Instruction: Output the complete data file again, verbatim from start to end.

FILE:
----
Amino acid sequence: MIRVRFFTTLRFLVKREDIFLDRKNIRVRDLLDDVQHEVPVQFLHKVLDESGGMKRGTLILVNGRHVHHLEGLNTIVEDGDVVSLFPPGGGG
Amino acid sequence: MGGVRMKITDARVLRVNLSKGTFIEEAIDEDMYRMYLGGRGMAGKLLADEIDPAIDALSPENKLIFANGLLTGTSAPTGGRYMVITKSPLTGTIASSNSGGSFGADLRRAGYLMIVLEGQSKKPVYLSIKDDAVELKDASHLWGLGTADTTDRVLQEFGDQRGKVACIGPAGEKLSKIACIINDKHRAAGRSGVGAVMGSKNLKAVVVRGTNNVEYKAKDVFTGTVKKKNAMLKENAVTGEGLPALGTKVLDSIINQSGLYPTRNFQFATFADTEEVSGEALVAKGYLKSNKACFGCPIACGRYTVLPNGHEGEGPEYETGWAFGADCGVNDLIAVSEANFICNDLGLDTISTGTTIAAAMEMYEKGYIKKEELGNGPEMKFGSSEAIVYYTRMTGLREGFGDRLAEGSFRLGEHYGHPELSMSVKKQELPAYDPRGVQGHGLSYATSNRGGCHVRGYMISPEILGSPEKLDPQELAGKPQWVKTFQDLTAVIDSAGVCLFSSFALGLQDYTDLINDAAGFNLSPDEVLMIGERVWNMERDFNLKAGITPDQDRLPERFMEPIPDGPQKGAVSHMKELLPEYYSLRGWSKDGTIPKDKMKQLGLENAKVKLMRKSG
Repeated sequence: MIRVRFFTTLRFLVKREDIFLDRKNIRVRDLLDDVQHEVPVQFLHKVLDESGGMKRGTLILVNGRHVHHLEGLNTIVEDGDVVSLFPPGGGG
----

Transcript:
Amino acid sequence: MIRVRFFTTLRFLVKREDIFLDRKNIRVRDLLDDVQHEVPVQFLHKVLDESGGMKRGTLILVNGRHVHHLEGLNTIVEDGDVVSLFPPGGGG
Amino acid sequence: MGGVRMKITDARVLRVNLSKGTFIEEAIDEDMYRMYLGGRGMAGKLLADEIDPAIDALSPENKLIFANGLLTGTSAPTGGRYMVITKSPLTGTIASSNSGGSFGADLRRAGYLMIVLEGQSKKPVYLSIKDDAVELKDASHLWGLGTADTTDRVLQEFGDQRGKVACIGPAGEKLSKIACIINDKHRAAGRSGVGAVMGSKNLKAVVVRGTNNVEYKAKDVFTGTVKKKNAMLKENAVTGEGLPALGTKVLDSIINQSGLYPTRNFQFATFADTEEVSGEALVAKGYLKSNKACFGCPIACGRYTVLPNGHEGEGPEYETGWAFGADCGVNDLIAVSEANFICNDLGLDTISTGTTIAAAMEMYEKGYIKKEELGNGPEMKFGSSEAIVYYTRMTGLREGFGDRLAEGSFRLGEHYGHPELSMSVKKQELPAYDPRGVQGHGLSYATSNRGGCHVRGYMISPEILGSPEKLDPQELAGKPQWVKTFQDLTAVIDSAGVCLFSSFALGLQDYTDLINDAAGFNLSPDEVLMIGERVWNMERDFNLKAGITPDQDRLPERFMEPIPDGPQKGAVSHMKELLPEYYSLRGWSKDGTIPKDKMKQLGLENAKVKLMRKSG
Repeated sequence: MIRVRFFTTLRFLVKREDIFLDRKNIRVRDLLDDVQHEVPVQFLHKVLDESGGMKRGTLILVNGRHVHHLEGLNTIVEDGDVVSLFPPGGGG